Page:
Zoo Masseuse (2001)

Zoo Masseuse – Massage therapist Elke Riesterer has a real feel for wild animals
Written By Joan McL. Chesley / Modern Maturity
January-February 2001


ELKE RIESTERER LIKES TO massage elephants. Twice a month, Riesterer, 51, a massage therapist, drives 90 minutes from her home in Santa Cruz, California, to volunteer her skills at the elephant barn of the Oakland Zoo. On this particular morning, she’s bending over the foot of Smokey, a 27-year-old, 16,000-pound male African elephant, who stands in a steel restraining pen. Smokey lifts his left rear leg backward, ponderously, and slides his massive foot, sole up, over the pen’s lower rung. Riesterer’s fingers press slowly on his padded sole, around his huge toenails, gently but firmly. She speaks quietly to the elephant. Smokey huffs like a giant bellows.

Next Riesterer climbs on a platform, on her tiptoes — Smokey stands nearly 11 feet tall at the shoulders — and rubs castor oil into the dry, cracked edges of his ears. She rubs around his tusks, his checks, the skin around his eyes. As she works, Colleen Kinzley, the zoo’s general curator, watches the big fellow’s every twitch. Smokey’s hose—like trunk, governed by more than 40,000 muscles, could easily slip through the bars and toss the masseuse in the air like a bale of hay. But after three years together, Smokey and Riesterer have a strong rapport.

“He’s a sweetie pie,” says Riesterer, her German accent tempered by 17 years in California with her American husband. “In the wild, elephants walk maybe nine miles a day. In the zoo, they just stand around. There are lots of foot problems, like cracks and infections.” Another problem is boredom, though as zoos go, Riesterer gives this one high marks. There are mud wallows for the elephants to roll around in, scatterings of fruit to be dug out from under rocks and in crevices — ongoing attempts to keep the animals amused.

Her real wrath is saved for circuses. When a circus recently rolled into Sacramento, Riesterer and her fellow members of PAWS — the Performing Animal Welfare Society – passed out leaflets to attendees entering Arco Arena, encouraging them to support legislation banning elephants from circuses and traveling shows.

“Elephants are highly intelligent and highly sensitive,” she says. “We can’t keep them for our entertainment and make them do stupid tricks at circuses.”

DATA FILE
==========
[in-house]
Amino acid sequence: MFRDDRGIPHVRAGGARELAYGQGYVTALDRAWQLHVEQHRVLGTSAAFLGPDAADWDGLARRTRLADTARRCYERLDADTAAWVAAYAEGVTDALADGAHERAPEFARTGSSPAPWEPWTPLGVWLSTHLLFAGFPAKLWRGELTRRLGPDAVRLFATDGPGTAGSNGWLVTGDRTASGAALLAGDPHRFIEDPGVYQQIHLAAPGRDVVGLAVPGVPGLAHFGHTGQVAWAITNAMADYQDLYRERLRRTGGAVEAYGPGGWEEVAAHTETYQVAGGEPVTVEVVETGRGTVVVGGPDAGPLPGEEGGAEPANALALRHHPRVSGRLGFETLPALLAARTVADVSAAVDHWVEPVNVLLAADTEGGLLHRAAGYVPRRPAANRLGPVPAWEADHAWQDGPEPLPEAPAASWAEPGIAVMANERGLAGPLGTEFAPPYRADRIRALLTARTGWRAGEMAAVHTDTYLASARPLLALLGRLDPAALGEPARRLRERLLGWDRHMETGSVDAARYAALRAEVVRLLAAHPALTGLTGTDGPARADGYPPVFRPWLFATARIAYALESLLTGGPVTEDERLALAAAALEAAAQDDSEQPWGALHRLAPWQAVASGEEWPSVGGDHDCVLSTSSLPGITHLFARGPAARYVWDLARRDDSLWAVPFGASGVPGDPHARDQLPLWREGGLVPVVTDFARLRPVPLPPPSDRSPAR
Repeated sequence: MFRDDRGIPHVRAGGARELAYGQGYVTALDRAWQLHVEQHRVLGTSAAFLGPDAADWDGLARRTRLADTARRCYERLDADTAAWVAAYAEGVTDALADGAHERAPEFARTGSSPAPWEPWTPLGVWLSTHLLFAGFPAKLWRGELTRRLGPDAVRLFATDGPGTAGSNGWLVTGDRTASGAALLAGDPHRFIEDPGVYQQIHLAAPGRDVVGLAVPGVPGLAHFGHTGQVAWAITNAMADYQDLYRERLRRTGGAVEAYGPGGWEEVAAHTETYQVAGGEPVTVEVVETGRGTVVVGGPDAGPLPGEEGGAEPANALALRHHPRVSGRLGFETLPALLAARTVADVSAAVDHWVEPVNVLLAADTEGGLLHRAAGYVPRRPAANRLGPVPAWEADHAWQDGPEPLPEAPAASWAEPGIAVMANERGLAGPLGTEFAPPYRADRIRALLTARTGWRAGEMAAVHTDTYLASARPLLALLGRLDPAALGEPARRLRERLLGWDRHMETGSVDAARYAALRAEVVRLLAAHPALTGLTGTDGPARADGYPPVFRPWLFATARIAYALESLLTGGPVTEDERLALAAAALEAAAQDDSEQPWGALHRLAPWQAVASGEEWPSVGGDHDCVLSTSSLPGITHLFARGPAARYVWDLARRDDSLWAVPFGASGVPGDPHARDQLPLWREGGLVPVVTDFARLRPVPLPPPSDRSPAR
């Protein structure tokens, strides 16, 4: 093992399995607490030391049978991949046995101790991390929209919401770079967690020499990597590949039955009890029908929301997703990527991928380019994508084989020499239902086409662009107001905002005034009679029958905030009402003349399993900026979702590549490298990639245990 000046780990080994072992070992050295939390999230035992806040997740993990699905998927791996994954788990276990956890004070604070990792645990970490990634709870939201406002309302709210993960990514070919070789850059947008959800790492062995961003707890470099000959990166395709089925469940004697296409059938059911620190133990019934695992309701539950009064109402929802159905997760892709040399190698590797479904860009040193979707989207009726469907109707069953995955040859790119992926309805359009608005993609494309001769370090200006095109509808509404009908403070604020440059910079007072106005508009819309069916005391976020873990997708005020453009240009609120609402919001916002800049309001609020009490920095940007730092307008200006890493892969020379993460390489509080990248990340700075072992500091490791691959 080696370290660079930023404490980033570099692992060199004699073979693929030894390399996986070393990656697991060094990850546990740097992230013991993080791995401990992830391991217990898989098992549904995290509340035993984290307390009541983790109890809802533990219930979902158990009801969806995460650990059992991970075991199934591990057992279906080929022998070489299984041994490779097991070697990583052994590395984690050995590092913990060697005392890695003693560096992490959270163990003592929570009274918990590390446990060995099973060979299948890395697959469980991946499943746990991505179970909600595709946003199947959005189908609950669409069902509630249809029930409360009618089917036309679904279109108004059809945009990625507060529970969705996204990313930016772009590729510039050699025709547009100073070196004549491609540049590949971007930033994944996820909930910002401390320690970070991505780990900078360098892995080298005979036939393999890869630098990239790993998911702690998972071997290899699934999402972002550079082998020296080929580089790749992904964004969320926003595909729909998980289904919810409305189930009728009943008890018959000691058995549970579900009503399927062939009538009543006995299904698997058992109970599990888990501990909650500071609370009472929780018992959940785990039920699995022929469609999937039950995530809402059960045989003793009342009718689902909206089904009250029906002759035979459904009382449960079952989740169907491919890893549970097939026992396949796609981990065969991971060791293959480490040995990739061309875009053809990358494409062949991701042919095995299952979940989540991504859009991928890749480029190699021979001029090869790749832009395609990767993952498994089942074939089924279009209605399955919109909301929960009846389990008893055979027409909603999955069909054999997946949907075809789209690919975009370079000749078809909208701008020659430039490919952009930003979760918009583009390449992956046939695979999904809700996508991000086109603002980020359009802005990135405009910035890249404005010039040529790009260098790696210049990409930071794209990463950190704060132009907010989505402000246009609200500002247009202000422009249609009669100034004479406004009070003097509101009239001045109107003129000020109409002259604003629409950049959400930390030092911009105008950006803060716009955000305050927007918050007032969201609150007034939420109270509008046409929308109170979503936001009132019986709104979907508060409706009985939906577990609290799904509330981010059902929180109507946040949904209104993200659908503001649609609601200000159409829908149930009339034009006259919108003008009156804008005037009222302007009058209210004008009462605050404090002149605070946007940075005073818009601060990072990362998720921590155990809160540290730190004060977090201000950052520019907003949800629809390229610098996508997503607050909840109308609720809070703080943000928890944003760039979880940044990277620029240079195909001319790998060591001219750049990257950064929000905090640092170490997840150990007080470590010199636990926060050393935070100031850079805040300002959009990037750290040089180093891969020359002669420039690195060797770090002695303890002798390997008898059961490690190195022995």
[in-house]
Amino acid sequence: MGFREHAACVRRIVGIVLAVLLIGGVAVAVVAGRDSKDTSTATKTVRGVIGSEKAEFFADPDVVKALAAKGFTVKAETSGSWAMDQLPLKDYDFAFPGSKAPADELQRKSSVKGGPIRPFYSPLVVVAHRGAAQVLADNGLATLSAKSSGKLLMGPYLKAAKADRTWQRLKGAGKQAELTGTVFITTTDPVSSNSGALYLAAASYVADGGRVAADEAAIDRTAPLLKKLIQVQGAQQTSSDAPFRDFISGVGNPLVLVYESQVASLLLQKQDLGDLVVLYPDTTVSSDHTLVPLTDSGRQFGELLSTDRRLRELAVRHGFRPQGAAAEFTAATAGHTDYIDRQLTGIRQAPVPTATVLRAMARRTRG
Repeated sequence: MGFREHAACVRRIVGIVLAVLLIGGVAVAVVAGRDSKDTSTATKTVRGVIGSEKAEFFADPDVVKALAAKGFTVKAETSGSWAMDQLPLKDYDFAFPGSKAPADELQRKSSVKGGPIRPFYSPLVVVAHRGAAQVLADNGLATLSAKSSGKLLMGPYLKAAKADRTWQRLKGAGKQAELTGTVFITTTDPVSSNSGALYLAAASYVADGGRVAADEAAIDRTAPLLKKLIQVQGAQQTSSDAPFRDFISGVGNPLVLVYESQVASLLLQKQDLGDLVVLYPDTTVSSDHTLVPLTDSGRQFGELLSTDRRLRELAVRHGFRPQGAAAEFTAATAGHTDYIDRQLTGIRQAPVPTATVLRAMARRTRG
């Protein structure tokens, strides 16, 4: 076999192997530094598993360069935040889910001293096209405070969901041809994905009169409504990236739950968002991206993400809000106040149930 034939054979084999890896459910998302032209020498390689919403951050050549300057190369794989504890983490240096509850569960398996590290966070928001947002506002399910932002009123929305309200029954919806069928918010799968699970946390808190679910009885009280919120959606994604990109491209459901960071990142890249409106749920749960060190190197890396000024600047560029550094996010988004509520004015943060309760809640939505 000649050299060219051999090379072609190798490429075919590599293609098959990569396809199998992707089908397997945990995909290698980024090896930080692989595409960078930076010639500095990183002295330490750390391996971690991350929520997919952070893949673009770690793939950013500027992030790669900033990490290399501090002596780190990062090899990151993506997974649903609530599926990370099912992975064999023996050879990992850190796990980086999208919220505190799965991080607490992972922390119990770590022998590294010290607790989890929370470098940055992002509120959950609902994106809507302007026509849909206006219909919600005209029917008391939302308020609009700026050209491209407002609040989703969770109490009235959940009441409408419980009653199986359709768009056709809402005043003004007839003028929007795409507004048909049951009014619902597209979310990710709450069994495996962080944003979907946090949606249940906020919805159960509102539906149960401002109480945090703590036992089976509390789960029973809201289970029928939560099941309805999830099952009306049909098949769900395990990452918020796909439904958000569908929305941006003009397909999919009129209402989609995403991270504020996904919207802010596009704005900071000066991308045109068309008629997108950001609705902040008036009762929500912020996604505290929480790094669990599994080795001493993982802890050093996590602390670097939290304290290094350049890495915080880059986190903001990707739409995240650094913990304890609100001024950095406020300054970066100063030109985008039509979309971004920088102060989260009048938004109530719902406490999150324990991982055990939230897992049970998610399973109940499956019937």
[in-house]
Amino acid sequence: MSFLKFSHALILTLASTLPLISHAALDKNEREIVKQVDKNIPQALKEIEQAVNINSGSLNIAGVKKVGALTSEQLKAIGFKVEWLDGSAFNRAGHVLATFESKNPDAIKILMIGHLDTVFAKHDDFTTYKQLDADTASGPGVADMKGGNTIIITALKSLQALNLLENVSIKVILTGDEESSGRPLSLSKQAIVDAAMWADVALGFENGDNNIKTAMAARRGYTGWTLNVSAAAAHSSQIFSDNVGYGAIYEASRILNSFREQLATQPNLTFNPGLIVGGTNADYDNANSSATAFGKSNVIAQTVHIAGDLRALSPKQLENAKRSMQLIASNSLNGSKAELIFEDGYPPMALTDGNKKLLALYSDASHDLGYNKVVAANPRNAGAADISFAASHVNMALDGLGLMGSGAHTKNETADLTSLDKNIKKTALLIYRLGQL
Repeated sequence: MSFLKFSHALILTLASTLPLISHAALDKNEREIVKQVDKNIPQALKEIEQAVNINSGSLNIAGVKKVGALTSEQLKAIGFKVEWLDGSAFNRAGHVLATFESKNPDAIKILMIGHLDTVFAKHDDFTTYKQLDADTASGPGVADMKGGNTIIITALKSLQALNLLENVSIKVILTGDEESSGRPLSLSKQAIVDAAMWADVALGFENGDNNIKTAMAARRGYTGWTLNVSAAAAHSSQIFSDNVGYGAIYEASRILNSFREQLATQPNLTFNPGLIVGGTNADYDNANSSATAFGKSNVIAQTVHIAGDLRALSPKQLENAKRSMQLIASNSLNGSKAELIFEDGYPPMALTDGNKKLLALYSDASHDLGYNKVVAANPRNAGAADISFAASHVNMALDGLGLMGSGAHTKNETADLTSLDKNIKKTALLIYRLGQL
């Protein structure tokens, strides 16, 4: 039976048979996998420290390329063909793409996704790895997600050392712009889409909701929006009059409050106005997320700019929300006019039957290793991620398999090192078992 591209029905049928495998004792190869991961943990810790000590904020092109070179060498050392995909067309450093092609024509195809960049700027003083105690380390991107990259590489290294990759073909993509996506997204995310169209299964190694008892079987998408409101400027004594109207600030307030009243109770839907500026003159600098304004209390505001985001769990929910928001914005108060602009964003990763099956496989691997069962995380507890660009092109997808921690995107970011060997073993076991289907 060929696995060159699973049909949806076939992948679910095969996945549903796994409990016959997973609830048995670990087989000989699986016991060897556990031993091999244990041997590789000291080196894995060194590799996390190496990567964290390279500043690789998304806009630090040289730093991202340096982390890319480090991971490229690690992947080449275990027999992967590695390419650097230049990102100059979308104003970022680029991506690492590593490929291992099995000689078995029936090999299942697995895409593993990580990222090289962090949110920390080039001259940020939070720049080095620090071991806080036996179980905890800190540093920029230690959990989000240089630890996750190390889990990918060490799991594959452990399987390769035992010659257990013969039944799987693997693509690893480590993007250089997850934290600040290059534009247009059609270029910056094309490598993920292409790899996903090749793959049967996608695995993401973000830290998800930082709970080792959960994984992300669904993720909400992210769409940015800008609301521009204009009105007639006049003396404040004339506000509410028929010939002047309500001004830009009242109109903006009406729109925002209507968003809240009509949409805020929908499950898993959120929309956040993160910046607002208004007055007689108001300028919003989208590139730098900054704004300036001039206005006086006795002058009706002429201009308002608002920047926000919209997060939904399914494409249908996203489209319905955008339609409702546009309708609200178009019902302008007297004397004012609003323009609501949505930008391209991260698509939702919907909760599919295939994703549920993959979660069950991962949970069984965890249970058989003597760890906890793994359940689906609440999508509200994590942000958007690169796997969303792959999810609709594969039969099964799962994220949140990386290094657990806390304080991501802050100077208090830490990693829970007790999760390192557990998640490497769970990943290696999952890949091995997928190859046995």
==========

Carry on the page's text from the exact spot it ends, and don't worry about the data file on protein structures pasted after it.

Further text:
As much as she loves working with elephants, humans still form the core of her business. She began working with two-legged clients in 1984 – leaving behind a career as a dental hygienist — when she received her massage therapy certification and opened her own practice. She learned about the benefits of body massage as a teenager in Germany after being diagnosed with scoliosis (curvature of the spine). Then, about four years ago, she attended a workshop led by veterinarian Linda Tellington-Jones, developer of the Tellington-Touch, a massage system used to heal injuries in animals. Riesterer first tried the techniques on her ten-year-old horse, Electra, who was struggling with arthritis. The result: Electra’s vet visits dropped dramatically.


Riesterer next used her magic fingers on a rhino. In 1996, she visited a remarkable elephant and rhino orphanage, on the edge of Kenya’s Nairobi National Park, which treats abandoned and traumatized animals and returns them to the wild. Inside the fenced stockade, she met Scuddy, a former orphanage resident who had hobbled back in With a leg injury that was not responding to treatment.

The orphanage’s founder, Daphne Sheldrick, agreed to let Riesterer try therapeutic massage. She approached the 3,000-pound beast and began talking to her, gently, waiting for the right moment before extending her hand. “I began working around the injury, and the rhino started getting into it. Her head dropped and she leaned into my hand — I could sense a feeling of surrender.” From the legs
and feet Riesterer moved on to Scuddy’s head and ears, never afraid, always respectful. The next day, the six—year-old rhino allowed her to touch her mouth and nostrils. “It’s a dance,” Riesterer explains. “They’ll tell you their body language if a particular touch is appropriate by a glazing over of the eyes, a slowing down of the breath, a big sigh, maybe a little sound like a rumble.”

Eventually, Scuddy was released to the wild, returning with her son, Magnum, for Visits to the orphanage. Since then, Riesterer has massaged a virtual Noah’s Ark of animals — a giraffe, a cheetah, a desert tortoise, dolphins, birds, a mouse, more than a dozen baby elephants, and even, yes, a couple of snakes.

“With patience,” she says, smiling, “you can tune in to anything.”